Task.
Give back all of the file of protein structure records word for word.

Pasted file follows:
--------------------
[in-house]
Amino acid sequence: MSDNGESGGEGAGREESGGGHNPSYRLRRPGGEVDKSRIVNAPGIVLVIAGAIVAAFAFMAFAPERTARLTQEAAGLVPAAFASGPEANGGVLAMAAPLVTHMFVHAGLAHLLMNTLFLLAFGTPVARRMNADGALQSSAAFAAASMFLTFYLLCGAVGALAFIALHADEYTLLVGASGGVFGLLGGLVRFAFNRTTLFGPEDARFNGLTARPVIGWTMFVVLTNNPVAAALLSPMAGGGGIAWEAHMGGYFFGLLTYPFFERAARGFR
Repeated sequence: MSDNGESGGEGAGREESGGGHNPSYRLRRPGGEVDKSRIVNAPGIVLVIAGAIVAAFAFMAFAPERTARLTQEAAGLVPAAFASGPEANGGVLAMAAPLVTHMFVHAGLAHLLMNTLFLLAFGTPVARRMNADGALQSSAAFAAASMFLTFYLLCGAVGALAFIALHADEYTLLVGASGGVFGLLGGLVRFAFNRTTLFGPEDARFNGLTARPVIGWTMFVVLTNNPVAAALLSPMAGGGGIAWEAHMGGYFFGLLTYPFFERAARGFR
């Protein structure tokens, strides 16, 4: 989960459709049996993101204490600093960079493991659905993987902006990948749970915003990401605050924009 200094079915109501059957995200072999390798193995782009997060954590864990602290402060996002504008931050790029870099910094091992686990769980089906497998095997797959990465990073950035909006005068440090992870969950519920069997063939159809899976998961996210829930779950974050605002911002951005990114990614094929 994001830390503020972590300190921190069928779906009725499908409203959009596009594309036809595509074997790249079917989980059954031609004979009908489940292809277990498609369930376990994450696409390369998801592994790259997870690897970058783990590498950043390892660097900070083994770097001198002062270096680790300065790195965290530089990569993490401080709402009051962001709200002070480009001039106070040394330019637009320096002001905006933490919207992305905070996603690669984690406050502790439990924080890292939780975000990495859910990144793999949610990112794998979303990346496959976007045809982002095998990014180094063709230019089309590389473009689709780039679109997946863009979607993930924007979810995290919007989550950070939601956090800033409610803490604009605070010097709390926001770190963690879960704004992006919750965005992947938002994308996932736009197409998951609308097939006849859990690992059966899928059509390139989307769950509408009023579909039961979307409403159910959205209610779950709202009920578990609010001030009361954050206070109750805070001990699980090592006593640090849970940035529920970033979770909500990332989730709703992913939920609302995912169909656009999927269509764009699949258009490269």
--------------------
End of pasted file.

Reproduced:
[in-house]
Amino acid sequence: MSDNGESGGEGAGREESGGGHNPSYRLRRPGGEVDKSRIVNAPGIVLVIAGAIVAAFAFMAFAPERTARLTQEAAGLVPAAFASGPEANGGVLAMAAPLVTHMFVHAGLAHLLMNTLFLLAFGTPVARRMNADGALQSSAAFAAASMFLTFYLLCGAVGALAFIALHADEYTLLVGASGGVFGLLGGLVRFAFNRTTLFGPEDARFNGLTARPVIGWTMFVVLTNNPVAAALLSPMAGGGGIAWEAHMGGYFFGLLTYPFFERAARGFR
Repeated sequence: MSDNGESGGEGAGREESGGGHNPSYRLRRPGGEVDKSRIVNAPGIVLVIAGAIVAAFAFMAFAPERTARLTQEAAGLVPAAFASGPEANGGVLAMAAPLVTHMFVHAGLAHLLMNTLFLLAFGTPVARRMNADGALQSSAAFAAASMFLTFYLLCGAVGALAFIALHADEYTLLVGASGGVFGLLGGLVRFAFNRTTLFGPEDARFNGLTARPVIGWTMFVVLTNNPVAAALLSPMAGGGGIAWEAHMGGYFFGLLTYPFFERAARGFR
């Protein structure tokens, strides 16, 4: 989960459709049996993101204490600093960079493991659905993987902006990948749970915003990401605050924009 200094079915109501059957995200072999390798193995782009997060954590864990602290402060996002504008931050790029870099910094091992686990769980089906497998095997797959990465990073950035909006005068440090992870969950519920069997063939159809899976998961996210829930779950974050605002911002951005990114990614094929 994001830390503020972590300190921190069928779906009725499908409203959009596009594309036809595509074997790249079917989980059954031609004979009908489940292809277990498609369930376990994450696409390369998801592994790259997870690897970058783990590498950043390892660097900070083994770097001198002062270096680790300065790195965290530089990569993490401080709402009051962001709200002070480009001039106070040394330019637009320096002001905006933490919207992305905070996603690669984690406050502790439990924080890292939780975000990495859910990144793999949610990112794998979303990346496959976007045809982002095998990014180094063709230019089309590389473009689709780039679109997946863009979607993930924007979810995290919007989550950070939601956090800033409610803490604009605070010097709390926001770190963690879960704004992006919750965005992947938002994308996932736009197409998951609308097939006849859990690992059966899928059509390139989307769950509408009023579909039961979307409403159910959205209610779950709202009920578990609010001030009361954050206070109750805070001990699980090592006593640090849970940035529920970033979770909500990332989730709703992913939920609302995912169909656009999927269509764009699949258009490269």